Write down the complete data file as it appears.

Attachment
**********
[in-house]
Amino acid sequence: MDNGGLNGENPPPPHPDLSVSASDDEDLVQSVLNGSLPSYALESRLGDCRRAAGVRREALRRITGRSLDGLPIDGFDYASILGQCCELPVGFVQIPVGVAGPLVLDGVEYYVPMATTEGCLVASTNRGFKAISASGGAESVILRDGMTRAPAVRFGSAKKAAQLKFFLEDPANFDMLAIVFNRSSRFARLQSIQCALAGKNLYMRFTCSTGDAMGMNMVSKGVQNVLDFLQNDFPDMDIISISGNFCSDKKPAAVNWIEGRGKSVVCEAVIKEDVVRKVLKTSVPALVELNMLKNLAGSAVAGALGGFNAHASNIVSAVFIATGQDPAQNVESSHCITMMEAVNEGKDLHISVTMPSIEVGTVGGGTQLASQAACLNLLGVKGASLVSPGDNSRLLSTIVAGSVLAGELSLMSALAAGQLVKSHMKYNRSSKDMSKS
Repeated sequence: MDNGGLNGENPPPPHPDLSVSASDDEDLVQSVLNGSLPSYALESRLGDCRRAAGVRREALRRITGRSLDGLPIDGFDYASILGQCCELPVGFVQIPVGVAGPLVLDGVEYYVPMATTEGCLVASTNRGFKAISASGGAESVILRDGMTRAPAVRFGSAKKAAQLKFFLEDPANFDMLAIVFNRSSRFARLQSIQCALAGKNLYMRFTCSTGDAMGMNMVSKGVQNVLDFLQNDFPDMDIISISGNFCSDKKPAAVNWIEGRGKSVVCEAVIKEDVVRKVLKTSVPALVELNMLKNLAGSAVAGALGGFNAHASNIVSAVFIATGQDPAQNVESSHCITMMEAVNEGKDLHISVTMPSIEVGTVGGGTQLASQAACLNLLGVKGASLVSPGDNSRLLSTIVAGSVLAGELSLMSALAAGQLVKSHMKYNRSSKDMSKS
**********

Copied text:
[in-house]
Amino acid sequence: MDNGGLNGENPPPPHPDLSVSASDDEDLVQSVLNGSLPSYALESRLGDCRRAAGVRREALRRITGRSLDGLPIDGFDYASILGQCCELPVGFVQIPVGVAGPLVLDGVEYYVPMATTEGCLVASTNRGFKAISASGGAESVILRDGMTRAPAVRFGSAKKAAQLKFFLEDPANFDMLAIVFNRSSRFARLQSIQCALAGKNLYMRFTCSTGDAMGMNMVSKGVQNVLDFLQNDFPDMDIISISGNFCSDKKPAAVNWIEGRGKSVVCEAVIKEDVVRKVLKTSVPALVELNMLKNLAGSAVAGALGGFNAHASNIVSAVFIATGQDPAQNVESSHCITMMEAVNEGKDLHISVTMPSIEVGTVGGGTQLASQAACLNLLGVKGASLVSPGDNSRLLSTIVAGSVLAGELSLMSALAAGQLVKSHMKYNRSSKDMSKS
Repeated sequence: MDNGGLNGENPPPPHPDLSVSASDDEDLVQSVLNGSLPSYALESRLGDCRRAAGVRREALRRITGRSLDGLPIDGFDYASILGQCCELPVGFVQIPVGVAGPLVLDGVEYYVPMATTEGCLVASTNRGFKAISASGGAESVILRDGMTRAPAVRFGSAKKAAQLKFFLEDPANFDMLAIVFNRSSRFARLQSIQCALAGKNLYMRFTCSTGDAMGMNMVSKGVQNVLDFLQNDFPDMDIISISGNFCSDKKPAAVNWIEGRGKSVVCEAVIKEDVVRKVLKTSVPALVELNMLKNLAGSAVAGALGGFNAHASNIVSAVFIATGQDPAQNVESSHCITMMEAVNEGKDLHISVTMPSIEVGTVGGGTQLASQAACLNLLGVKGASLVSPGDNSRLLSTIVAGSVLAGELSLMSALAAGQLVKSHMKYNRSSKDMSKS